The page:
Python Programming Idioms And Conventions - Part 1

One reason I like using Python is that it's easy to share good practices within your team, once you have learned them yourself.

Here is a first part of randomly presented, idioms and techniques we share in daily Python code, to keep in mind and use when needed.

Multiple assignment a.k.a. Iterable unpacking

Python allows us to do multiple variable assignment like this:

>>> firstname, lastname = "John", "Doe"
>>> firstname
>>> lastname

Since Python 3, there is the extended form, using *. For example:

>>> numbers = [1, 2, 3, 4, 5, 6]
>>> first, *rest = numbers
>>> first
>>> rest
[2, 3, 4, 5, 6]

Let me point you to this well written article by Trey Hunner for more on this technique.

Formatting strings

Strings are everywhere in a common Python program, since text is the most common data type. So we often need to output them.

If you are using Python version before 3.6, you can use the .format() method on strings.

>>> firstname, lastname = "John", "Doe"
>>> s = "Hello {} {}".format(firstname, lastname)
>>> s
'Hello John Doe'

In Python version >= 3.6, we can use F-strings. They are nice to use, they help save space, and they improve code readability.

Here is how you do the same thing as previously using F-strings:

>>> firstname, lastname = "John", "Doe"
>>> s = f"Hello {firstname} {lastname}"
>>> s
'Hello John Doe'

By the way, always remember that a string is a sequence

A string, actually of type str or bytes, is a sequence (some may call it an "array") of characters.

Since it's a sequence, you can do a number of things with a string. Here are some of them as shown below.

  • Get a character in the sequence, using indexing, for example to get the first and the last characters here:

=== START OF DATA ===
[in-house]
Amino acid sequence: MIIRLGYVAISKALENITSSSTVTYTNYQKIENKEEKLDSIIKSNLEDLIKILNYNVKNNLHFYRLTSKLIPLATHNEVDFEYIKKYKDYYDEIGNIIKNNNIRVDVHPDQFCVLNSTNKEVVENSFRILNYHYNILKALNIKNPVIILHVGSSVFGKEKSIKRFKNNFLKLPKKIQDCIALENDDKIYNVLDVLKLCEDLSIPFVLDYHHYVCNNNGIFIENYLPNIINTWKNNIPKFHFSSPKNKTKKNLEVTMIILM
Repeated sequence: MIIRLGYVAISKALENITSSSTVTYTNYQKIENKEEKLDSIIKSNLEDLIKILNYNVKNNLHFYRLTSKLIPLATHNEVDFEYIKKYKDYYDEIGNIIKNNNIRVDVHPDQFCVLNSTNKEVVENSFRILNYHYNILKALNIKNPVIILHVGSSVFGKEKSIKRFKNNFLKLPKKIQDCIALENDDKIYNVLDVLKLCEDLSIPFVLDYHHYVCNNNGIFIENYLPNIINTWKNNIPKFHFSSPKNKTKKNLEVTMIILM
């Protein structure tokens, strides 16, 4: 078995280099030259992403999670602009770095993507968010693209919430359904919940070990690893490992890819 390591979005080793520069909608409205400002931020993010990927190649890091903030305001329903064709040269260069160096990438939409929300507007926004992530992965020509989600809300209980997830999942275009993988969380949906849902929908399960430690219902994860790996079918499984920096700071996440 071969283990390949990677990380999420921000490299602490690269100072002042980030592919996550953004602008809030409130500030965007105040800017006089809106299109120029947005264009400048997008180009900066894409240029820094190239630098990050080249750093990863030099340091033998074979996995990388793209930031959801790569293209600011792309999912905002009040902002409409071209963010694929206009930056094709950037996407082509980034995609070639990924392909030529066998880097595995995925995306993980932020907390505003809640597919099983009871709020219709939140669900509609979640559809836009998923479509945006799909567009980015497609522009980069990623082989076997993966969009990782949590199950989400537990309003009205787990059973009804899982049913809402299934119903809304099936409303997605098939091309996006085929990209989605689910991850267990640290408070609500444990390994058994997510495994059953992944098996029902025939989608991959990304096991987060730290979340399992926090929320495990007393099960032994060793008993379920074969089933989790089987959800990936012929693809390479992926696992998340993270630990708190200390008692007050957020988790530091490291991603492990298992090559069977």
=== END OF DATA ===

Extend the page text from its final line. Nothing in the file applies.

>>> greeting_string = "Hello"
>>> greeting_string[0]
>>> greeting_string[-1]
  • Get the length of the string, using the len() function:
>>> greeting_string = "Hello"
>>> len(greeting_string)
  • Iterate over it, in a for loop:
>>> greeting_string = "Hello"
>>> for i in greeting_string:
...     print(i)

Is another string in that string?

To test if another given string is in the string you have at hand, you can use the in operator.

See what you get in the following interpreter session:

>>> greeting_string = "Hello"
>>> "ell" in greeting_string
>>> greeting_string = "Hello World"
>>> "lo Wo" in greeting_string
>>> "Yo" in greeting_string

As a side note, to obtain the same result, you can also use the .find() method that exists on string objects. This method returns the index of the beginning of the "substring" if Python finds it, otherwise -1. For example, you could have this:

>>> greeting_string = "Hello"
>>> greeting_string.find("ell") != -1

The _ trick

You can use the _ variable, to do an assignment of a value that you do not care about. That way, you avoid doing an assignment to a normal ("named") variable that you do not intent to use anyway. To make things clear, let's see the following example:

>>> name = "John Doe"
>>> firstname, _ = name.split(" ")
>>> print(firstname.upper())

It is a convenience so we do not define and carry along variables that we are using later in the code. And it is practical when calling a function that would return a tuple, when we do not need some members of the tuple.

>>> three_word_sentence = "Python is great"
>>> first, _, _ = three_word_sentence.split(" ")
>>> first


Through these idioms, writing Python code is fun and in many cases the code shows your intent.

That's all for Part 1 of this series. Keep following us to discover other interesting techniques we use everyday.

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